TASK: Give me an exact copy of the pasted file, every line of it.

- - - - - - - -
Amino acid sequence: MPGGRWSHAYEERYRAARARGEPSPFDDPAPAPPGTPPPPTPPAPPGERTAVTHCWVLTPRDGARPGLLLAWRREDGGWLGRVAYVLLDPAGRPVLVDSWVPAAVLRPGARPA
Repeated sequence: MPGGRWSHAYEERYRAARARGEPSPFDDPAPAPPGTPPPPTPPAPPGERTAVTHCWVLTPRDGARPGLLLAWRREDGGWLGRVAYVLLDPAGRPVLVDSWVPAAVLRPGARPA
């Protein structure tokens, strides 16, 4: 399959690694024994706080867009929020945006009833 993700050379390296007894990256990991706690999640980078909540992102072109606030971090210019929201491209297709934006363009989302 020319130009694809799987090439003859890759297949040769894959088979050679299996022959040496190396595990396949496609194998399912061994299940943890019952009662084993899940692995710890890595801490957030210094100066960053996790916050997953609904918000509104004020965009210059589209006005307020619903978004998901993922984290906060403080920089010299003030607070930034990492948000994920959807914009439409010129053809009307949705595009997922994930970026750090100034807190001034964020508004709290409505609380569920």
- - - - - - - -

Amino acid sequence: MPGGRWSHAYEERYRAARARGEPSPFDDPAPAPPGTPPPPTPPAPPGERTAVTHCWVLTPRDGARPGLLLAWRREDGGWLGRVAYVLLDPAGRPVLVDSWVPAAVLRPGARPA
Repeated sequence: MPGGRWSHAYEERYRAARARGEPSPFDDPAPAPPGTPPPPTPPAPPGERTAVTHCWVLTPRDGARPGLLLAWRREDGGWLGRVAYVLLDPAGRPVLVDSWVPAAVLRPGARPA
């Protein structure tokens, strides 16, 4: 399959690694024994706080867009929020945006009833 993700050379390296007894990256990991706690999640980078909540992102072109606030971090210019929201491209297709934006363009989302 020319130009694809799987090439003859890759297949040769894959088979050679299996022959040496190396595990396949496609194998399912061994299940943890019952009662084993899940692995710890890595801490957030210094100066960053996790916050997953609904918000509104004020965009210059589209006005307020619903978004998901993922984290906060403080920089010299003030607070930034990492948000994920959807914009439409010129053809009307949705595009997922994930970026750090100034807190001034964020508004709290409505609380569920």